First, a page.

Credit to him, as he is seeking to avoid accusations of hypocrisy by doing what so many of those he criticises should do. After all the environmentalist movement, for example, are often quick to discount opinions opposed to their own, on the grounds that such critics are in the pay of ‘big oil’ or ‘big business’ or whoever else is the bogeyman-du-jour. (Conveniently ignoring how many in their own ranks, supporting green taxes and regulation, are often in the pay of ‘big government’.)

Hypocrisy is a dangerous and infectious condition, though. George’s main income, unsurprisingly, is from the Grauniad – £62,007 to be precise, in the year to 30th September 2011. Nothing so remarkable about that. Equally unsurprisingly, a quick trawl even through George’s own archive reveals some very recent attacks on tax avoidance, something that many of his Farringdon Road colleagues also pontificate on.

So what? Well, let’s not forget that the Grauniad itself is something of an authority on the practice of tax avoidance – a.k.a. among the Left as ‘tax dodging’ – having practised it itself.

Nevertheless, one assumes George is happy to take money from this tax-dodging organisation. As the likes of UKUncut and their fellow left-wing travellers would regard this as a moral crime, is George really happy that he is benefiting from the proceeds of such activity?

Are his followers happy that he is in the pay of ‘big tax-dodgers’?

Yet perhaps we are being harsh on George. I’m sure he has levelled his criticisms of tax avoidance at his own newspaper as well, hasn’t he? After all, a man of principle would not be afraid of biting the hand that feeds him, would he? As Geroge himself says:

… I believe that journalists should live by the standards they demand of others

So, if anyone can find links to any relevant article, I’d be happy to append them here, lest it be thought that I’m accusing him of hypocrisy.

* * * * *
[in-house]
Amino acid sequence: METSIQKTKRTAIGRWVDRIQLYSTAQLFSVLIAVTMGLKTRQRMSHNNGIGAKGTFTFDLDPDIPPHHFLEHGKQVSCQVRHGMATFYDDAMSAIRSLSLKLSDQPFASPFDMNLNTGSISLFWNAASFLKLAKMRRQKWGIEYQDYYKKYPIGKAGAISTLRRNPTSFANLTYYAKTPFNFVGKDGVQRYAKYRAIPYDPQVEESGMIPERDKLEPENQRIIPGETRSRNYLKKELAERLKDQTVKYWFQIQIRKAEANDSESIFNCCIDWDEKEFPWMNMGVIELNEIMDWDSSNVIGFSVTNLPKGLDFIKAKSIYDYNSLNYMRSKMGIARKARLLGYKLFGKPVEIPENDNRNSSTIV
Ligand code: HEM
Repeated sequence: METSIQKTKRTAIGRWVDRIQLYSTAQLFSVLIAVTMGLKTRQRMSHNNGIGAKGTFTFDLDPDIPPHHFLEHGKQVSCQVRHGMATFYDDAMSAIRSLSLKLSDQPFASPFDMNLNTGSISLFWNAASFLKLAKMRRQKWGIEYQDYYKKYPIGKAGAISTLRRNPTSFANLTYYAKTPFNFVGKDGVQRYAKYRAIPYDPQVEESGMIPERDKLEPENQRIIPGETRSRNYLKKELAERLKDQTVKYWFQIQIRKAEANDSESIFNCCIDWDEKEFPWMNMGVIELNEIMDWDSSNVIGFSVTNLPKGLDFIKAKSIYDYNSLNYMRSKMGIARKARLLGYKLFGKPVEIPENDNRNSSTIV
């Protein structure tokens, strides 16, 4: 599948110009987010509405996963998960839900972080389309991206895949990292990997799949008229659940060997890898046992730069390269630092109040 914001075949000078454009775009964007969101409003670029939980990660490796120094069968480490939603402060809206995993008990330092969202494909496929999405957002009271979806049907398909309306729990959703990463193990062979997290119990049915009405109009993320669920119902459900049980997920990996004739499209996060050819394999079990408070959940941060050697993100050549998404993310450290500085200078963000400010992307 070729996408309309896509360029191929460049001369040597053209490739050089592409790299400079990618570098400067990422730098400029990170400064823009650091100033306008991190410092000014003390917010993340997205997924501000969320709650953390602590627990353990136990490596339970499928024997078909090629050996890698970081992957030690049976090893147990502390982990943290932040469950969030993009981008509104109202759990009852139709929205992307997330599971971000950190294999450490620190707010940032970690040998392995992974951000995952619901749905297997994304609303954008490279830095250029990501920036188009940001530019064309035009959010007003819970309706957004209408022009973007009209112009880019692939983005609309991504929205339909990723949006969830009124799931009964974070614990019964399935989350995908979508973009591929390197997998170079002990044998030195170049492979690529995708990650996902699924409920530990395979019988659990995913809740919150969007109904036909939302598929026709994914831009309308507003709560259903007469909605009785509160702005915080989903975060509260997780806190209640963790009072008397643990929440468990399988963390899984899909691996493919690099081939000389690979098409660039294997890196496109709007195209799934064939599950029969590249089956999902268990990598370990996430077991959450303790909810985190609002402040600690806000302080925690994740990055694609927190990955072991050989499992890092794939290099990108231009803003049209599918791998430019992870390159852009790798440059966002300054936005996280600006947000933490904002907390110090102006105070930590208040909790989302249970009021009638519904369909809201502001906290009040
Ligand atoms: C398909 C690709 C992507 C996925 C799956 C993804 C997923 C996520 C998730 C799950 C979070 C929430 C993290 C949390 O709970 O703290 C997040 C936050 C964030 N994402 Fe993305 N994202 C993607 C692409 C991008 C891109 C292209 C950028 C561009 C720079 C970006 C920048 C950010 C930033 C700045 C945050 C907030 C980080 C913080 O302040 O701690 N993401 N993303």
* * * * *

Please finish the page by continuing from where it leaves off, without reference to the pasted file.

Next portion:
Confused Chris Huhne Guilty of Distraction Theft

Chris Huhne, still currently Energy Secretary, is indulging in some distraction theft:

Energy Secretary Chris Huhne has said he is determined to “get tough” with the six biggest energy companies, in his speech to the Lib Dem conference.

Chris Huhne, British politician, at the Health...

Chris Huhne, not at the wheel

He said he wanted to help people save money by making it easier to spot cheaper deals and switch providers.
And he denied telling a newspaper that consumers were too lazy to shop around for lower prices.

Ah, yes, because Mr Huhne has never told a lie … just ask the former Mrs. Huhne.

“It is just that consumers still think that they face the same bill whoever they go to.”

We know the feeling, Chris. We seem to face the same watermelon environmental policies whoever we elect.

As well as promising to take action against the “big six” energy companies – British Gas, Scottish Power, Scottish and Southern, Npower, E.On and EDF – Mr Huhne said he wanted to encourage new, small firms to enter the energy market.

And he criticised those firms which kept prices high for millions of existing customers while offering cut-price deals online to attract new business and deter potential competitors from setting up.
“That looks to me like predatory pricing. It must and will stop,” he said.

No, it’s called attracting new business, which by definition must mean that those new customers are switching from other suppliers, which is what Huhne is supposed to be wanting, isn’t it?